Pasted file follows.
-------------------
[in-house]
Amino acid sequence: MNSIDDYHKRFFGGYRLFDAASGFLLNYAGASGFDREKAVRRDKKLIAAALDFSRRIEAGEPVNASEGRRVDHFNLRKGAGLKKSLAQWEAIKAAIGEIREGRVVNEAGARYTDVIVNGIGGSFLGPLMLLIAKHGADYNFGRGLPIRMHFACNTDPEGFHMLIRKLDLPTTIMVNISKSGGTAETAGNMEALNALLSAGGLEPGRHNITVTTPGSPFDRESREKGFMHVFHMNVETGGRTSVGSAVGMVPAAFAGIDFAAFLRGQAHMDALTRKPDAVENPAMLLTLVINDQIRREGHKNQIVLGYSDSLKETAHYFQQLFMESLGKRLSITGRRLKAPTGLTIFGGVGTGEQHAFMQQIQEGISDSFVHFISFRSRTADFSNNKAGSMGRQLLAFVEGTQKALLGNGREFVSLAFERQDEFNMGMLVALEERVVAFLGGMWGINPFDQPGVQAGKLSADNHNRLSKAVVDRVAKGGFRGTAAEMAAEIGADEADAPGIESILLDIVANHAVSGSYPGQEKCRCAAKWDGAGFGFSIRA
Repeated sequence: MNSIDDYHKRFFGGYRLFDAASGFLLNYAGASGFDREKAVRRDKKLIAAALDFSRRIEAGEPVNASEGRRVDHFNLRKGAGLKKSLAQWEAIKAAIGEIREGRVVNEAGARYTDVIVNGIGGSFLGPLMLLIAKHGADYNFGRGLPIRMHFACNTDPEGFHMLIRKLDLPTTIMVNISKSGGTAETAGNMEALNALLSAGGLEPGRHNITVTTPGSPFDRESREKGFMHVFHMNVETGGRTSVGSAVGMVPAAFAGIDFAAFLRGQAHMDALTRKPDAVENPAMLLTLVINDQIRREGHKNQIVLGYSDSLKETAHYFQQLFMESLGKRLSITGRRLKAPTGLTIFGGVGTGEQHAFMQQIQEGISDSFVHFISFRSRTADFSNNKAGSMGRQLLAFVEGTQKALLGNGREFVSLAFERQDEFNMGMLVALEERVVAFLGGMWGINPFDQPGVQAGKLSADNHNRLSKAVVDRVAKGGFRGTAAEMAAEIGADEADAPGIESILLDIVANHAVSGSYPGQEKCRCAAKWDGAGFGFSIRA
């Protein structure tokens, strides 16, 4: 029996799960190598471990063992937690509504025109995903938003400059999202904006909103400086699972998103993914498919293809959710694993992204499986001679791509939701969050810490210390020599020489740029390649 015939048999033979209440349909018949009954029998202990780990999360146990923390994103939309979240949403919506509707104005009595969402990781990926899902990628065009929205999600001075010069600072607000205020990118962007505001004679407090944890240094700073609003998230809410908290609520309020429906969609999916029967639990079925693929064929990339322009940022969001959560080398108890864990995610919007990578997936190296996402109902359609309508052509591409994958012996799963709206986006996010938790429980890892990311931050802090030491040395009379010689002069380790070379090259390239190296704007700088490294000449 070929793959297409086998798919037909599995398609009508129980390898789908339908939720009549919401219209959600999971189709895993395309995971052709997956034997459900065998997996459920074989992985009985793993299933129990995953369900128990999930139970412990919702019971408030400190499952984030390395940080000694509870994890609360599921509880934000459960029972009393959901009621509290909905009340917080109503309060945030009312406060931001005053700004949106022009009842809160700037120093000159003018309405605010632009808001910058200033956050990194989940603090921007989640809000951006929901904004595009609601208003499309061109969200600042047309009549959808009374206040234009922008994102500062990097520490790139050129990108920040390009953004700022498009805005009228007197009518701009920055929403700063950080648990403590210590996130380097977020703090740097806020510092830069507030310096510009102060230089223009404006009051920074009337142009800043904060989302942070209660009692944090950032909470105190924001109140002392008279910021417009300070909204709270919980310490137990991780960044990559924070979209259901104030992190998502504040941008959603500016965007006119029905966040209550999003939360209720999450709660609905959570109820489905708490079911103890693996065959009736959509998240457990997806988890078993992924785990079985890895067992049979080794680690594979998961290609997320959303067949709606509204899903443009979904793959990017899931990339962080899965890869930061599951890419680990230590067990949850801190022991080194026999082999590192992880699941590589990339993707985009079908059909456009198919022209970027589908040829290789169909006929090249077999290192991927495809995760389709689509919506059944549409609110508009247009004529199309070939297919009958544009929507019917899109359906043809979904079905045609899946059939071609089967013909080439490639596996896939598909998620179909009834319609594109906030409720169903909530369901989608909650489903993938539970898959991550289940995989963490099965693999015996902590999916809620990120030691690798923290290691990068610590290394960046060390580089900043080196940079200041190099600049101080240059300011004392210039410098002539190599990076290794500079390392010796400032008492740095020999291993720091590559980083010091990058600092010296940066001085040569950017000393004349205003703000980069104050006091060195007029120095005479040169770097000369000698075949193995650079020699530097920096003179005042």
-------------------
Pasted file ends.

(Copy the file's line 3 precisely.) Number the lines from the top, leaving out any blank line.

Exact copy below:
Repeated sequence: MNSIDDYHKRFFGGYRLFDAASGFLLNYAGASGFDREKAVRRDKKLIAAALDFSRRIEAGEPVNASEGRRVDHFNLRKGAGLKKSLAQWEAIKAAIGEIREGRVVNEAGARYTDVIVNGIGGSFLGPLMLLIAKHGADYNFGRGLPIRMHFACNTDPEGFHMLIRKLDLPTTIMVNISKSGGTAETAGNMEALNALLSAGGLEPGRHNITVTTPGSPFDRESREKGFMHVFHMNVETGGRTSVGSAVGMVPAAFAGIDFAAFLRGQAHMDALTRKPDAVENPAMLLTLVINDQIRREGHKNQIVLGYSDSLKETAHYFQQLFMESLGKRLSITGRRLKAPTGLTIFGGVGTGEQHAFMQQIQEGISDSFVHFISFRSRTADFSNNKAGSMGRQLLAFVEGTQKALLGNGREFVSLAFERQDEFNMGMLVALEERVVAFLGGMWGINPFDQPGVQAGKLSADNHNRLSKAVVDRVAKGGFRGTAAEMAAEIGADEADAPGIESILLDIVANHAVSGSYPGQEKCRCAAKWDGAGFGFSIRA